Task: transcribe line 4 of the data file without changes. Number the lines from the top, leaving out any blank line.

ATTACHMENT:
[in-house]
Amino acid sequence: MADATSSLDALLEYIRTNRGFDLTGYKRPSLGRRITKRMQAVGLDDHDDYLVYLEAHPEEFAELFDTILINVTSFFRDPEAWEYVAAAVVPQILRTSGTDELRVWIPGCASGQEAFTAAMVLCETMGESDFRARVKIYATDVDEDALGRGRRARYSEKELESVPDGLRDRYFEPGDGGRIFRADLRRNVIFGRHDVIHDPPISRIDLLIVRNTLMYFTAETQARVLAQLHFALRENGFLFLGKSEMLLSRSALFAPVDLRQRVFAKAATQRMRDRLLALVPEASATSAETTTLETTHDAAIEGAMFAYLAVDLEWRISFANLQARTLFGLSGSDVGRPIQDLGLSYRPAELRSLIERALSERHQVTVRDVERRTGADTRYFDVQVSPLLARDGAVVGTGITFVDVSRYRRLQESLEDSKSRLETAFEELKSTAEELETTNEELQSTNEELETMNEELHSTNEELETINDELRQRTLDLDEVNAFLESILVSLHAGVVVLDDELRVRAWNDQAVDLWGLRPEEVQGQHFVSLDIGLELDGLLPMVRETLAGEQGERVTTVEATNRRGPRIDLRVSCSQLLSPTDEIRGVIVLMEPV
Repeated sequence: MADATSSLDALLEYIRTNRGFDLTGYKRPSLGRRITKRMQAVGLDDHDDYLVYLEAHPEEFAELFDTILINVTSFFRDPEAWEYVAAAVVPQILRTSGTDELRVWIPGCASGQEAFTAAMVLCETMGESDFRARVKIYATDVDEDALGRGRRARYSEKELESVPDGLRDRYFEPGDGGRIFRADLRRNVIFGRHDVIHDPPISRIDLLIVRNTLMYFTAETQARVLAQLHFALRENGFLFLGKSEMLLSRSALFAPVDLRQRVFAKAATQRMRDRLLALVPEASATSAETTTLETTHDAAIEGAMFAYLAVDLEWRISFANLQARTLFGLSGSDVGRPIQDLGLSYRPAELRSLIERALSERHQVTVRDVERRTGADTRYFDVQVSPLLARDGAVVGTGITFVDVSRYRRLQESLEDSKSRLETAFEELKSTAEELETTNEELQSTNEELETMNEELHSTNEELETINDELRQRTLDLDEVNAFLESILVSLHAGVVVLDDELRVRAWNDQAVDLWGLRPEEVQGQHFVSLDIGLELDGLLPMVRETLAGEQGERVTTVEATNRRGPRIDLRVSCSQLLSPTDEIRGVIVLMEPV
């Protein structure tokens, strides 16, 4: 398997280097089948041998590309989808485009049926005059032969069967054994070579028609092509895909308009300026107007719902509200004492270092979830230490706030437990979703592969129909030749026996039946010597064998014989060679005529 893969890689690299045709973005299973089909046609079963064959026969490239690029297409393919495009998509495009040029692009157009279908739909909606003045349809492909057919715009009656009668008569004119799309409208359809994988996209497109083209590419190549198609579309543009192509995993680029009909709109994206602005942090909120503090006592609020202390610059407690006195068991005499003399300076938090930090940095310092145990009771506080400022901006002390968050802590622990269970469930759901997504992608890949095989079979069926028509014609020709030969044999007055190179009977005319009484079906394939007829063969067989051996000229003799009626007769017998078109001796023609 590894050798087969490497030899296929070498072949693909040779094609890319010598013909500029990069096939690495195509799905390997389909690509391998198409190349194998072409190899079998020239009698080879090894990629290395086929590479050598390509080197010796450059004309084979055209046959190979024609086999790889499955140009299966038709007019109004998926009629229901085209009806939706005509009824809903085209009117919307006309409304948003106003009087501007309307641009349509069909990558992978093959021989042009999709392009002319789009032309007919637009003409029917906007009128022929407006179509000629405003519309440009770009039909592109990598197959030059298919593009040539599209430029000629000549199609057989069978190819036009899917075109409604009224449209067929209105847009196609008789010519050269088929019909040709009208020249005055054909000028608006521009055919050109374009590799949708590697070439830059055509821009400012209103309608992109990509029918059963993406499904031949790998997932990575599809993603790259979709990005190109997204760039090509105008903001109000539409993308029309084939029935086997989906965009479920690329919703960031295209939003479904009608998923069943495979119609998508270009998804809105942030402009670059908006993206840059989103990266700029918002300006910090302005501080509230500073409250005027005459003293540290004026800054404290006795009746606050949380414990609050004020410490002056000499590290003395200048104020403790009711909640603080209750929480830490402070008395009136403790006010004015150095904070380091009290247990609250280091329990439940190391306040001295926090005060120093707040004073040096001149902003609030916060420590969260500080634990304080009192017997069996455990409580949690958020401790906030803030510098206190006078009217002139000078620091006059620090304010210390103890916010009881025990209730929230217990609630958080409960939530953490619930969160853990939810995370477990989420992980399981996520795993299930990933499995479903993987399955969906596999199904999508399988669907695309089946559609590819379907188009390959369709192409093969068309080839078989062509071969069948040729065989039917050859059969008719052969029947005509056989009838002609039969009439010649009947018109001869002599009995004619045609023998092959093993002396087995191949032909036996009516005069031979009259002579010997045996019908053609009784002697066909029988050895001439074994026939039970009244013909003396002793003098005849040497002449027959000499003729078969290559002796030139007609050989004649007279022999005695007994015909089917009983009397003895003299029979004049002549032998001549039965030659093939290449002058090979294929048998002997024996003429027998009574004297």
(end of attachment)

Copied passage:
């Protein structure tokens, strides 16, 4: 398997280097089948041998590309989808485009049926005059032969069967054994070579028609092509895909308009300026107007719902509200004492270092979830230490706030437990979703592969129909030749026996039946010597064998014989060679005529 893969890689690299045709973005299973089909046609079963064959026969490239690029297409393919495009998509495009040029692009157009279908739909909606003045349809492909057919715009009656009668008569004119799309409208359809994988996209497109083209590419190549198609579309543009192509995993680029009909709109994206602005942090909120503090006592609020202390610059407690006195068991005499003399300076938090930090940095310092145990009771506080400022901006002390968050802590622990269970469930759901997504992608890949095989079979069926028509014609020709030969044999007055190179009977005319009484079906394939007829063969067989051996000229003799009626007769017998078109001796023609 590894050798087969490497030899296929070498072949693909040779094609890319010598013909500029990069096939690495195509799905390997389909690509391998198409190349194998072409190899079998020239009698080879090894990629290395086929590479050598390509080197010796450059004309084979055209046959190979024609086999790889499955140009299966038709007019109004998926009629229901085209009806939706005509009824809903085209009117919307006309409304948003106003009087501007309307641009349509069909990558992978093959021989042009999709392009002319789009032309007919637009003409029917906007009128022929407006179509000629405003519309440009770009039909592109990598197959030059298919593009040539599209430029000629000549199609057989069978190819036009899917075109409604009224449209067929209105847009196609008789010519050269088929019909040709009208020249005055054909000028608006521009055919050109374009590799949708590697070439830059055509821009400012209103309608992109990509029918059963993406499904031949790998997932990575599809993603790259979709990005190109997204760039090509105008903001109000539409993308029309084939029935086997989906965009479920690329919703960031295209939003479904009608998923069943495979119609998508270009998804809105942030402009670059908006993206840059989103990266700029918002300006910090302005501080509230500073409250005027005459003293540290004026800054404290006795009746606050949380414990609050004020410490002056000499590290003395200048104020403790009711909640603080209750929480830490402070008395009136403790006010004015150095904070380091009290247990609250280091329990439940190391306040001295926090005060120093707040004073040096001149902003609030916060420590969260500080634990304080009192017997069996455990409580949690958020401790906030803030510098206190006078009217002139000078620091006059620090304010210390103890916010009881025990209730929230217990609630958080409960939530953490619930969160853990939810995370477990989420992980399981996520795993299930990933499995479903993987399955969906596999199904999508399988669907695309089946559609590819379907188009390959369709192409093969068309080839078989062509071969069948040729065989039917050859059969008719052969029947005509056989009838002609039969009439010649009947018109001869002599009995004619045609023998092959093993002396087995191949032909036996009516005069031979009259002579010997045996019908053609009784002697066909029988050895001439074994026939039970009244013909003396002793003098005849040497002449027959000499003729078969290559002796030139007609050989004649007279022999005695007994015909089917009983009397003895003299029979004049002549032998001549039965030659093939290449002058090979294929048998002997024996003429027998009574004297």